Much has been written about Thomas Ligotti and his personal brand of psychological horror. Many have pontificated about the hidden meanings behind his enigmatic stories and thus proven their total lack of comprehension towards his art. I do not profess to understand the mind of this troubled genius nor shall I embarrass myself by putting forth my take, as it were. Instead, I will tell you briefly how I came to hear about him, totally misjudge him, and finally embrace the bleak nightmare vision which he delineates so eloquently.
I first came across Thomas Ligotti sometime in the early 1990’s. At the time, I was immersed in Lovecraftiana, and was scouring the 2nd hand bookstores for anything I could find which pertained to H.P. Lovecraft and his associates. This was the era, however, where much of that sort of fiction was unfashionable and many horror publications were printing a lot of “Splatterpunk” horror, which was known for it’s almost pornographic depiction of graphic and gruesome violence. Names associated with the scene are David Schow (the acknowledged progenitor of the genre), John Skipp, Craig Spector, and Clive Barker, to name a few.
Authors and enthusiasts of literary horror were torn between the two camps of Splatterpunk versus what was being touted as “Sublime Horror” or horror fiction which focused more on atmosphere and implied chills than the explicit offerings of these upstart authors. I, being a traditionalist, sided with the sublime crowd, and would not even consider looking at anything which smacked of serial killers, or just visceral horror in general. This kept me from exploring many worthwhile writers, including much of Robert Bloch’s literary legacy, until fairly recently, much to my personal shame and embarrassment. I did, however, read Clive Barker’s “The Hellbound Heart” and found it to be very beautifully written, and have since loosened up and read other genre writers such as Joe R. Lansdale, whose “Incident On and Off a Mountain Road ” I found to be very enjoyable.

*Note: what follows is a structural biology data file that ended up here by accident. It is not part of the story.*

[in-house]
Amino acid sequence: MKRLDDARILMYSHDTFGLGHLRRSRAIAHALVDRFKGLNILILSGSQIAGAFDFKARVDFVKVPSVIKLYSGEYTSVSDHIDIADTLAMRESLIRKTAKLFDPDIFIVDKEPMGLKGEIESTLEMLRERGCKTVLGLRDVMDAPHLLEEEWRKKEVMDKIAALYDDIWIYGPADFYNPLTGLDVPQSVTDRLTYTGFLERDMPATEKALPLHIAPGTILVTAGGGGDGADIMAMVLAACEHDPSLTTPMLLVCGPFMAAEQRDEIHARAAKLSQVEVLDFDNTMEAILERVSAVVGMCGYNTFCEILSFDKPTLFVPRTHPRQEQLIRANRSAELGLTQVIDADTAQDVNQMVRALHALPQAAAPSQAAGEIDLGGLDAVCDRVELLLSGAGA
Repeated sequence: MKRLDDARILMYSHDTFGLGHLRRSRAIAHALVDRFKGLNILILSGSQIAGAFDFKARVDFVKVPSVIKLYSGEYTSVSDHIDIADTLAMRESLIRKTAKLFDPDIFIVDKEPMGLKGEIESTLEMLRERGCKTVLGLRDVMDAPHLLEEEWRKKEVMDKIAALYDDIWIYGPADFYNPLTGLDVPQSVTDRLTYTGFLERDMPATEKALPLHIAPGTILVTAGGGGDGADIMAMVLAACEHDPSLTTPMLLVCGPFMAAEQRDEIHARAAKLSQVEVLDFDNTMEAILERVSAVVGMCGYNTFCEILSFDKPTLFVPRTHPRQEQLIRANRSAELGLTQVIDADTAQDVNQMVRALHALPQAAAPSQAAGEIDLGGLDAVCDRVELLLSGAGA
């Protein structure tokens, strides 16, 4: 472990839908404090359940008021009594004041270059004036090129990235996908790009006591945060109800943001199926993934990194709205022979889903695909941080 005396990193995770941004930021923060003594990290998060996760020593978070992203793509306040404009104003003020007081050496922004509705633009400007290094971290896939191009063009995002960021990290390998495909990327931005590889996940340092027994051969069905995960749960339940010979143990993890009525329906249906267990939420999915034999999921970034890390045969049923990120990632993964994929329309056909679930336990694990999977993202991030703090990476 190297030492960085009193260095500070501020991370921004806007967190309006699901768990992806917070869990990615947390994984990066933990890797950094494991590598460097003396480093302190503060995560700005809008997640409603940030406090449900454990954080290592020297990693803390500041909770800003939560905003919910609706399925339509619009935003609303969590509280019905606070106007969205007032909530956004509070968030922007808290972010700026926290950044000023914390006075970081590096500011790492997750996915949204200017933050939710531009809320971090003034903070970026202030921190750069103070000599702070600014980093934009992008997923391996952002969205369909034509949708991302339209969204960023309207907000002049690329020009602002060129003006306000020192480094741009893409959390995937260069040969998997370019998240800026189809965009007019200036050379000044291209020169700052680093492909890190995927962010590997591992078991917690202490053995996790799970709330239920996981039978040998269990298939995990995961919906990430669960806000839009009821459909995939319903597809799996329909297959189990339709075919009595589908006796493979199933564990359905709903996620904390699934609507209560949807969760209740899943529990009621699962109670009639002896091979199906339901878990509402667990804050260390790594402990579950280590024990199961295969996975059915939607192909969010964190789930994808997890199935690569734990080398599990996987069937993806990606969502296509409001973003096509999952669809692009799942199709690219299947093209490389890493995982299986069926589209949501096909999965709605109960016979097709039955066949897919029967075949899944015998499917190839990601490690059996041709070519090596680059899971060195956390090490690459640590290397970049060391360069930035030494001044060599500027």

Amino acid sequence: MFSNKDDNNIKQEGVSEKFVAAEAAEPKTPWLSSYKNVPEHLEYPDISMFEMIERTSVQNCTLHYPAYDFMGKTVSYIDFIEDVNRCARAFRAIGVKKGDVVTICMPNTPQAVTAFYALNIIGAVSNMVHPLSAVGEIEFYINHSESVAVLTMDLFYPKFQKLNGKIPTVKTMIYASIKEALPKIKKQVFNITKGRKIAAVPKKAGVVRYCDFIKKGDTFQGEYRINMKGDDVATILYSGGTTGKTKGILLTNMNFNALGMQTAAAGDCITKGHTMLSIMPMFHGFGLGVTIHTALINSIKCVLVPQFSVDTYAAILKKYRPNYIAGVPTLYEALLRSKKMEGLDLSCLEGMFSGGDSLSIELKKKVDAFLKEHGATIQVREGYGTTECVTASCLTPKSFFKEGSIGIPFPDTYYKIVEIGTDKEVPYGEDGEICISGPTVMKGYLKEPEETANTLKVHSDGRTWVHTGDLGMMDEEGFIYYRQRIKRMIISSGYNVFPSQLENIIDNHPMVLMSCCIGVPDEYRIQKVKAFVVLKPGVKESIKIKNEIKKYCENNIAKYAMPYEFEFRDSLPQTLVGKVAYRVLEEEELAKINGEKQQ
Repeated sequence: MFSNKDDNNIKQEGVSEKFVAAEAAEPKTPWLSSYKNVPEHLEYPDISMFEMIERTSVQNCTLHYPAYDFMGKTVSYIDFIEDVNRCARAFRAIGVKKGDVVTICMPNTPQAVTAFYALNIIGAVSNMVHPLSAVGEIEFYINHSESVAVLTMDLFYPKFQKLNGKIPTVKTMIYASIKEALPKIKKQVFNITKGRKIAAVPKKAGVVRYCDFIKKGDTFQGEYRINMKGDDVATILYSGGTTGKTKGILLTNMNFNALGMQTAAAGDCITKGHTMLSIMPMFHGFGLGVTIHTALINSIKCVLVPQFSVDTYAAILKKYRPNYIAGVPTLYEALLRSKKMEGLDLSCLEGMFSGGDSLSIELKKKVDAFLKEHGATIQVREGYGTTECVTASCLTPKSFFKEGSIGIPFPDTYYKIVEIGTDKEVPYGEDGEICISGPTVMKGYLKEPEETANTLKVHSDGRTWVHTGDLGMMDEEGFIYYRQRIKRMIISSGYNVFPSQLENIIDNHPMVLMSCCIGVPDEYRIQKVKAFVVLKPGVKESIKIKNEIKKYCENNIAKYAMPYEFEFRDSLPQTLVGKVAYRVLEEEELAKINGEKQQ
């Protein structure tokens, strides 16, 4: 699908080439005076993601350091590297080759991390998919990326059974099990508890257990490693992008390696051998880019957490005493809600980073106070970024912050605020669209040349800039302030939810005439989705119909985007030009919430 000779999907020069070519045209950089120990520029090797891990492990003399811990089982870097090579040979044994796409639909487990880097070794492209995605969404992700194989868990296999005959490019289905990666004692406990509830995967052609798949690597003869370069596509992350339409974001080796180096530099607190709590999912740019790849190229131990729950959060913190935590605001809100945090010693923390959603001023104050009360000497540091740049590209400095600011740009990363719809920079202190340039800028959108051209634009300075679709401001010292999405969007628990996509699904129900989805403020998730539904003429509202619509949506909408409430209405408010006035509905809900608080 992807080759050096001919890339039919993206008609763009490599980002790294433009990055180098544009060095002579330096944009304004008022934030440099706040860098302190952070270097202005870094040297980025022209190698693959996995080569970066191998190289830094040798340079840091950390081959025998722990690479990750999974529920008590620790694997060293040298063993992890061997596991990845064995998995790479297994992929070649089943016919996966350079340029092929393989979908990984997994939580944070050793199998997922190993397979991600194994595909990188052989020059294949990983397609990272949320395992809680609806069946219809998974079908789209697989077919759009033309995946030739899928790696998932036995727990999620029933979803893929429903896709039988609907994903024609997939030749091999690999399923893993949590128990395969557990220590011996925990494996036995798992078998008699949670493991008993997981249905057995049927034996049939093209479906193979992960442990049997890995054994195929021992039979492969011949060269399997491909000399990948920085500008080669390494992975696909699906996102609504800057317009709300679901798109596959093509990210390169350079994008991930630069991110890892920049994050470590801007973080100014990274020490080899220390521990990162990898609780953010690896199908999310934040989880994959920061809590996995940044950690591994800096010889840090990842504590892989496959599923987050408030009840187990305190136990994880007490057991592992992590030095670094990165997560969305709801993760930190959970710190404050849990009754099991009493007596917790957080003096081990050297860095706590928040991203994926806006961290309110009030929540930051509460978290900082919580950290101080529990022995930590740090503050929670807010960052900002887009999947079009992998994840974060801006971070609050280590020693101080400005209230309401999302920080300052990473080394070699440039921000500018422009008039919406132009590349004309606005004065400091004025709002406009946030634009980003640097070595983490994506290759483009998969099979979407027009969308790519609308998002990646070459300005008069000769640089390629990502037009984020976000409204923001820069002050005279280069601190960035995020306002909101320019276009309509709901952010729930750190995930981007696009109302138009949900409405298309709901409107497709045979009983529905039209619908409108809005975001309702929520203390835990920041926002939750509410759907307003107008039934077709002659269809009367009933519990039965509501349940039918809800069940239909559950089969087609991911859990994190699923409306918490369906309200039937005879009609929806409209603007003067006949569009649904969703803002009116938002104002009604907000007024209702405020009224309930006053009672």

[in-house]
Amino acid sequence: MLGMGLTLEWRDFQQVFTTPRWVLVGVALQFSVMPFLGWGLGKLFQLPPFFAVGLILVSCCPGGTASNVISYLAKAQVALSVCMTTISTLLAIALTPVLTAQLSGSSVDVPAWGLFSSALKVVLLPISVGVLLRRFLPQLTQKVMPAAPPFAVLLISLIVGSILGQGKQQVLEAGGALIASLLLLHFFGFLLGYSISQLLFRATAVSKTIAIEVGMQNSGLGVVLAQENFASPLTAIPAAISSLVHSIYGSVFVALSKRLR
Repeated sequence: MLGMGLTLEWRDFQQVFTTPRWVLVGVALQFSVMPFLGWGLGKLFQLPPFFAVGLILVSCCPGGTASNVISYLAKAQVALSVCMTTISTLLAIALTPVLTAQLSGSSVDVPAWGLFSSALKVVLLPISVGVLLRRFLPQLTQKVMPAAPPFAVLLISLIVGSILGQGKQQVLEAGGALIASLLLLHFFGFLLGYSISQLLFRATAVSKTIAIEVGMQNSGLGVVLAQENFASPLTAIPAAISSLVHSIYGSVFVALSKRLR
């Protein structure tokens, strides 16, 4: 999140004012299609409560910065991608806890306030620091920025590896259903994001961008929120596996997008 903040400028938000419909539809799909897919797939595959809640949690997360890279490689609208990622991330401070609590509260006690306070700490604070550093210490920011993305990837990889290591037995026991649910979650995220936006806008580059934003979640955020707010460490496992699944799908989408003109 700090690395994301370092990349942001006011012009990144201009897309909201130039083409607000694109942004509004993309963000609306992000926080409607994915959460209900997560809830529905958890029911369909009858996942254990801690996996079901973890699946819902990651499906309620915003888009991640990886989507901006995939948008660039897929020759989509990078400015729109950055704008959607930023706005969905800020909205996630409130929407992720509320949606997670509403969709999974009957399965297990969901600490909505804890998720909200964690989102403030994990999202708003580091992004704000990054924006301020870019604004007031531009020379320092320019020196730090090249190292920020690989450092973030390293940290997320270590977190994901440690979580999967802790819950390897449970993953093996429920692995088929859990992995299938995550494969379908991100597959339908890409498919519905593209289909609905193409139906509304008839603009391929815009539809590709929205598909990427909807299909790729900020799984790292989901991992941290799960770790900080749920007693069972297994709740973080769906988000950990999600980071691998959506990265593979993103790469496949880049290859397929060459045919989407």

Somehow, inexplicably, I lumped Ligotti in that group of taboo horror writers. I think that since I knew nothing about him, and he was a contemporary of some of these other splatterpunks I just assumed he was of their ilk. In 1990 or 91 I began to purchase the latest issues of the revived Weird Tales magazine which is where Lovecraft and his cohorts first got published back in the 1920’s and 30’s. I loved the artwork, and found the digest format very attractive. I collected them and read for the first time many authors I had only heard of in passing. It is here that I first got to read Robert Bloch’s non-Psycho related fiction, although I had actually read Psycho years before and loved it; why I had disparaged the rest of his work without having read it is beyond me now. Now matter how many times I saw his name pop up between it’s pages, however, I refused to read Ligotti.
Then came the short-lived “Journal of Terror”, “Tekeli-Li!”, which I actually donated to a fundraiser to help get the premier issue published. I did so because they promised to focus on “Sublime Horror”. There were only four issues, and I received each one as a missive from beyond preaching the gospel of old-school horror. In the fourth and final issue, they had a Thomas Ligotti interview, as well as an essay and the short story, “The Night School’ from his second collection “Grimscribe: His Lives and Works” (1991).
I read much of the other stuff in the journal, but skipped the Ligotti stuff. By now you’d think I’d get the hint that he wasn’t like I thought he was, but I was a bull-headed fanboy, and I stuck to y guns. I also, of course, passed up the opportunity to acquire many of his books in original editions which are now rare and fetch exorbitant prices, which leads us to how I finally gave in and found out what I had been missing.